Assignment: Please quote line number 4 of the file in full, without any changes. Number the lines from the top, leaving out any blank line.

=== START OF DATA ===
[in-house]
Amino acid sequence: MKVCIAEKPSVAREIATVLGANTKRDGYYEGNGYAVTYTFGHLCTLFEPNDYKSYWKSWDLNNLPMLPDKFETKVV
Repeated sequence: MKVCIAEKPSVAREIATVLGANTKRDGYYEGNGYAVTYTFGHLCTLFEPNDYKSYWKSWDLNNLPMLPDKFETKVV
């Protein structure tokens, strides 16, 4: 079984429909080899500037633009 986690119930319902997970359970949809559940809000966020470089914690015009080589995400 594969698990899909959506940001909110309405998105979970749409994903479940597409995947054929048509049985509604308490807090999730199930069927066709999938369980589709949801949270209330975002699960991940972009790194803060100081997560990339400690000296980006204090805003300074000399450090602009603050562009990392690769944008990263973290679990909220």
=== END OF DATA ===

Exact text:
């Protein structure tokens, strides 16, 4: 079984429909080899500037633009 986690119930319902997970359970949809559940809000966020470089914690015009080589995400 594969698990899909959506940001909110309405998105979970749409994903479940597409995947054929048509049985509604308490807090999730199930069927066709999938369980589709949801949270209330975002699960991940972009790194803060100081997560990339400690000296980006204090805003300074000399450090602009603050562009990392690769944008990263973290679990909220």